The wine region of Istria, in Croatia

The wine region of Istria in Croatia is a unique destination. Located in the North-West of Croatia, just a two-hour drive from Venice, this long-standing wine region is experiencing a resurgence. This offers a great opportunity to discover the area and indulge in some of its wines made from native vines.


  • The Istrian peninsula
  • The vineyards of Istria
  • Istria’s varietal range
  • A magnet for wine tourists

The Istrian peninsula

The turquoise sea, rolling hills, terraced vineyards, olive groves, mediaeval hilltop villages and islands all welcome visitors to the countryside surrounding the Croatian wine region. This is not Tuscany or the French Riviera, but Istria, located in north-western Croatia. Bordered in the West by the Adriatic, the peninsula shares its borders with Slovenia and Italy. When Croatians present the region, they like to say that it is virtually in the heart of Europe, halfway between the Equator and the North Pole. Over the last century alone, the region has been Austro-Hungarian, then Italian, Yugoslavian and now Croatian. According to one observer, this mixture of influences is “why the people who live there consider themselves primarily as Istrian rather than Croatian, Slovenian or Italian. The Istrian identity is very clear and strongly mirrored in the wines grown here”.

The vineyards of Istria

Croatia has 17,600 hectares under vine and 1,575 producers, including 336 grape growers/producers who own over 5 hectares. The country’s wine production in 2022 totalled 525,751 hectolitres, 76% white, 21% red and 3% rosé.

But what about Istria? English Master of Wine Caroline Gilby expounds further: “Istria is the smallest wine region in Croatia with 3,010 hectares under vine but it is also one of the most renowned”. One of the main reasons for this is the impetus and co-operation among winegrowers who founded the ‘Vinistra’ association in 1994. Its present-day membership groups together the majority of industry representatives, with over 120 members.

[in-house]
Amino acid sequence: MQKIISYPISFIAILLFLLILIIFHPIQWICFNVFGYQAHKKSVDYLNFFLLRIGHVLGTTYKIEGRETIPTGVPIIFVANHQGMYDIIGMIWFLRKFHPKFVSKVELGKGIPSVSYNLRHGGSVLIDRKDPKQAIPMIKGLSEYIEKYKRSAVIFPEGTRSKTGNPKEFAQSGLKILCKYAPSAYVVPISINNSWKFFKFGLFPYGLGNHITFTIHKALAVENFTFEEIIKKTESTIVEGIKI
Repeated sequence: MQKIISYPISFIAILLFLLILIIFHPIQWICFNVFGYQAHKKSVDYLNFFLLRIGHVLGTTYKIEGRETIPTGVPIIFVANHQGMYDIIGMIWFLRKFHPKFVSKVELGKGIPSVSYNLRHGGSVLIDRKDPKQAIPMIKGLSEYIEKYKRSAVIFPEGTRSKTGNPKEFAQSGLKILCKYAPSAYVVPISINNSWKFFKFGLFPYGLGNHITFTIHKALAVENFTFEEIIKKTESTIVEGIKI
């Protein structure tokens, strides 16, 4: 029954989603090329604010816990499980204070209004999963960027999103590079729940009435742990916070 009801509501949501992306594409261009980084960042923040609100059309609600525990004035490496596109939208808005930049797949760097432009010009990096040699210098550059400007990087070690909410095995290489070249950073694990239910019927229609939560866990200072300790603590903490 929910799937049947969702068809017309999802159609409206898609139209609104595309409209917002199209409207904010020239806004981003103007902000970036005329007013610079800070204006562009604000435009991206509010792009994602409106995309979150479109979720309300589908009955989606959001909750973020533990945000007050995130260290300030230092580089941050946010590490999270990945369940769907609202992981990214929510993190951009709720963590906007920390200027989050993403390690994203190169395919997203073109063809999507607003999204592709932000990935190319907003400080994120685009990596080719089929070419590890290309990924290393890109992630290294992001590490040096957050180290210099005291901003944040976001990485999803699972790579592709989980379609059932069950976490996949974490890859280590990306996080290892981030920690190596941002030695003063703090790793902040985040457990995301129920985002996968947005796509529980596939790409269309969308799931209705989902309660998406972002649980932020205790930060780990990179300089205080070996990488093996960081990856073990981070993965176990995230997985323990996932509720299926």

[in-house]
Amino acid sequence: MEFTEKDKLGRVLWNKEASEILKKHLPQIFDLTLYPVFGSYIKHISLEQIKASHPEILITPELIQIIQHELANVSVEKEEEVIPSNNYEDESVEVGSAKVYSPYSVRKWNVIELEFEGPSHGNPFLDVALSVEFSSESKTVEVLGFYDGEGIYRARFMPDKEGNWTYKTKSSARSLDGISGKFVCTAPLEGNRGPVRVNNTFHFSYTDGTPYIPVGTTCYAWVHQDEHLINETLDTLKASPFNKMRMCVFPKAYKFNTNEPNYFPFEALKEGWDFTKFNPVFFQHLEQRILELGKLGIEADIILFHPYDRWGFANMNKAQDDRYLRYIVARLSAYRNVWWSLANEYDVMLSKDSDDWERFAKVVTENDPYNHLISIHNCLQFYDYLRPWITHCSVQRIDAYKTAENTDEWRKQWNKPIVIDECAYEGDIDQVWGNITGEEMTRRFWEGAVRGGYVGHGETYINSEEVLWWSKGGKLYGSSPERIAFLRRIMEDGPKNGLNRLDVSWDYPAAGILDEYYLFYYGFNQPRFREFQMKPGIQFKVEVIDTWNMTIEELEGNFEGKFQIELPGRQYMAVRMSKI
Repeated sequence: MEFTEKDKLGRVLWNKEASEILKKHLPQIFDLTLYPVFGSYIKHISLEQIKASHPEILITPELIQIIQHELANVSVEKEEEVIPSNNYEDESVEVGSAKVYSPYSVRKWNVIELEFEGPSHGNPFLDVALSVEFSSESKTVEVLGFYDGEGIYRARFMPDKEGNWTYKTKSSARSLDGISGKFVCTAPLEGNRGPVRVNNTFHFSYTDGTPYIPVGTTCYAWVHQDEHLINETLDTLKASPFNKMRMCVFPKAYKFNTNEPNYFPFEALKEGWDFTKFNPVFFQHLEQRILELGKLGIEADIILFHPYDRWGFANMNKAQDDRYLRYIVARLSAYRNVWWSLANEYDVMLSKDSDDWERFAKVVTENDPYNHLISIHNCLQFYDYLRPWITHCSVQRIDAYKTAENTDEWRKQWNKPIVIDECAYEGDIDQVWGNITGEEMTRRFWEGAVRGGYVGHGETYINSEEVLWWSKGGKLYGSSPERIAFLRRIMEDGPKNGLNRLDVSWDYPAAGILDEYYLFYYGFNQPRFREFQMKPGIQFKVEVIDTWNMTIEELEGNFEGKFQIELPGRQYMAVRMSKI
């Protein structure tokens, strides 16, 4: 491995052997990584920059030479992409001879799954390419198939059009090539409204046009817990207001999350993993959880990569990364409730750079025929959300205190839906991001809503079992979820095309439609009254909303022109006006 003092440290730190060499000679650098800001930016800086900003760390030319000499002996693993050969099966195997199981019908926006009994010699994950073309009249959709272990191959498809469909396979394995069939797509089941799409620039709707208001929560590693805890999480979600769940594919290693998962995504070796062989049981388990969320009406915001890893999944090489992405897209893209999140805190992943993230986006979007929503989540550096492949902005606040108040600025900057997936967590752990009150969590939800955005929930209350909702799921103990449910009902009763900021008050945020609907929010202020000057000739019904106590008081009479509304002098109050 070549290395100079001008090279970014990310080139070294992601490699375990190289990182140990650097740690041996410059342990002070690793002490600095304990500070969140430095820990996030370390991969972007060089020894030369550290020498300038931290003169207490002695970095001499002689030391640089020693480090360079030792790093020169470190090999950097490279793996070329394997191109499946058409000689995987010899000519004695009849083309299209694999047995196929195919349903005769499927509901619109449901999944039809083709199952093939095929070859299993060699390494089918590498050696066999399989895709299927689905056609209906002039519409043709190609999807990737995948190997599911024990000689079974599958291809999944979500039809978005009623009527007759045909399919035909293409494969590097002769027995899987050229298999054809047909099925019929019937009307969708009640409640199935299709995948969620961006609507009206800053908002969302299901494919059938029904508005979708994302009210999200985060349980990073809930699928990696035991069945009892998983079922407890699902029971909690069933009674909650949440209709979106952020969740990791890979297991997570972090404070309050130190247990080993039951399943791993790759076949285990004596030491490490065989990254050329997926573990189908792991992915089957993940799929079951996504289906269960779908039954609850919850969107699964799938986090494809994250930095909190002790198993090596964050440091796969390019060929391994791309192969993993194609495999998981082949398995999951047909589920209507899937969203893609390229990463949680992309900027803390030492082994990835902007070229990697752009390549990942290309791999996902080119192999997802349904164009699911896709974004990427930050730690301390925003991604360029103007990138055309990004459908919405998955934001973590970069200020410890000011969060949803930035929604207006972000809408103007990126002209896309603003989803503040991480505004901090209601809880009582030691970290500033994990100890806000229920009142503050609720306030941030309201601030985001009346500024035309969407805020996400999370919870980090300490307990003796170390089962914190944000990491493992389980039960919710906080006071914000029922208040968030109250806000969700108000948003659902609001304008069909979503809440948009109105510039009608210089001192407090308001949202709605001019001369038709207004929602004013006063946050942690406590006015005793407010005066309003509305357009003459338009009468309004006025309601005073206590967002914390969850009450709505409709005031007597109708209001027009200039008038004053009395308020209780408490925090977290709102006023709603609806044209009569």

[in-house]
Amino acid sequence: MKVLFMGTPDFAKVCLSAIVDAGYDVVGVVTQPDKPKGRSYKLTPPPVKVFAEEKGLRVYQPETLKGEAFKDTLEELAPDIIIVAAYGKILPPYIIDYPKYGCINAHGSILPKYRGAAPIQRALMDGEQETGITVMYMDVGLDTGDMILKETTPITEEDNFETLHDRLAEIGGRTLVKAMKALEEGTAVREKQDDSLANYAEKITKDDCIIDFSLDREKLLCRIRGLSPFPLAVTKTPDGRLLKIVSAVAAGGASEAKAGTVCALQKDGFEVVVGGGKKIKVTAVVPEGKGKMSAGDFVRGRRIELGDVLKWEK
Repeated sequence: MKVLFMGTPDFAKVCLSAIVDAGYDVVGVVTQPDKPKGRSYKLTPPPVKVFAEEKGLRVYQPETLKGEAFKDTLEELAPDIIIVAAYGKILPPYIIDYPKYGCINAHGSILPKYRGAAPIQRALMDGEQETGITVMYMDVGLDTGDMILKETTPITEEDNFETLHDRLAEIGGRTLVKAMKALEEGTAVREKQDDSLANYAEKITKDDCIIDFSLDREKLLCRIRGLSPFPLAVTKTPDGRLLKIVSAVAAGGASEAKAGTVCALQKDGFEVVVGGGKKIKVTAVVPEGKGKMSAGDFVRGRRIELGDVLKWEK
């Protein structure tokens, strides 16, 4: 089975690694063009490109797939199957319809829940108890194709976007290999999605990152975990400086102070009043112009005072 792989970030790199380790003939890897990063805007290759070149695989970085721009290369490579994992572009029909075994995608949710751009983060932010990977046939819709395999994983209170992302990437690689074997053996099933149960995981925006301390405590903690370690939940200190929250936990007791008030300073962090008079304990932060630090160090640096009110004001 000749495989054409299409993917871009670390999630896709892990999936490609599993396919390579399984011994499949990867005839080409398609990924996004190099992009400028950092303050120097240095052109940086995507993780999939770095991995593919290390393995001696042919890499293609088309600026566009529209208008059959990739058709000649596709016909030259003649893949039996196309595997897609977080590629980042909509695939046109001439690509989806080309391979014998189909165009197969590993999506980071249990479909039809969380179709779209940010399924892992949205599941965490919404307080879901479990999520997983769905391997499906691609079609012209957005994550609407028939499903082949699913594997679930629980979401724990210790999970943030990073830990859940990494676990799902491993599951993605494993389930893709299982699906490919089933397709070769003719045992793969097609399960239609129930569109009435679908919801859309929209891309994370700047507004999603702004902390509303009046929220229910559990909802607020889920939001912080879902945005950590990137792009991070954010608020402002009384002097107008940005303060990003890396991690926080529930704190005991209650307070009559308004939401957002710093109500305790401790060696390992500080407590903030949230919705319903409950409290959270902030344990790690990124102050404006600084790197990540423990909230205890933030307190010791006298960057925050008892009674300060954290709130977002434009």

Their aims are to improve and develop grape growing and winemaking in Istria in a bid to become Croatia’s leading wine region by 2030.

Istria’s varietal range

The star here is a native grape variety known generically as Malvasia, and more specifically Malvasia Istriana. It is an integral part of the region’s identity and as a rule accounts for 70% of the varietal range at the region’s wineries.

A white variety, it delivers very different aromatics depending on the winemaking techniques used. ‘Fresh Malvasia’, with no oak ageing, are very energetic wines showing acidity, tension and salinity. Barrel-aged examples, known as ‘aged Malvasia’, deliver greater complexity with floral and yellow fruit notes. The variety is also used to make orange wines, sweet wines and even sparkling wines.

For the reds, the king of native grape varieties is Teran. It has been grown on the Istrian peninsula for over 600 years. In the 19th century, it was the most widely grown variety in Istria, covering over 80% of vineyard acreage. It now covers 250 hectares. Although it is a little austere in terms of accessibility, it can also deliver lovely red and black fruit aromas with peppery notes.

The other red grape varieties in the region are the native Refošk and international cultivars Merlot and Cabernet-Sauvignon.

A magnet for wine tourists

The vineyard-clad peninsula is a magnet for wine tourism. Firstly due to its beautiful varied scenery, ranging from the Adriatic coastline to its hilltop villages. Magnificent villages like Motovun, inland, and Porec and the Brijuni islands along the coast are wonderful places to live, offering a choice of cultural and nature tours, relaxing seaside venues and gourmet food and wine experiences. The cuisine across the peninsula is a mixture of Mediterranean and Central European influences. Both unique and delicious, it has the added bonus of featuring Istrian truffles. The range of tourist solutions is also very extensive, and wineries are opening up to wine tourism. One such example is Koslovic winery where you can taste some of the finest wines from the Istrian peninsula on a hilltop with sweeping views out over the vineyards and olive groves.

Anne Schoendoerffer,© PHANT/Adobestock

Sources :,, Anne Schoendoerffer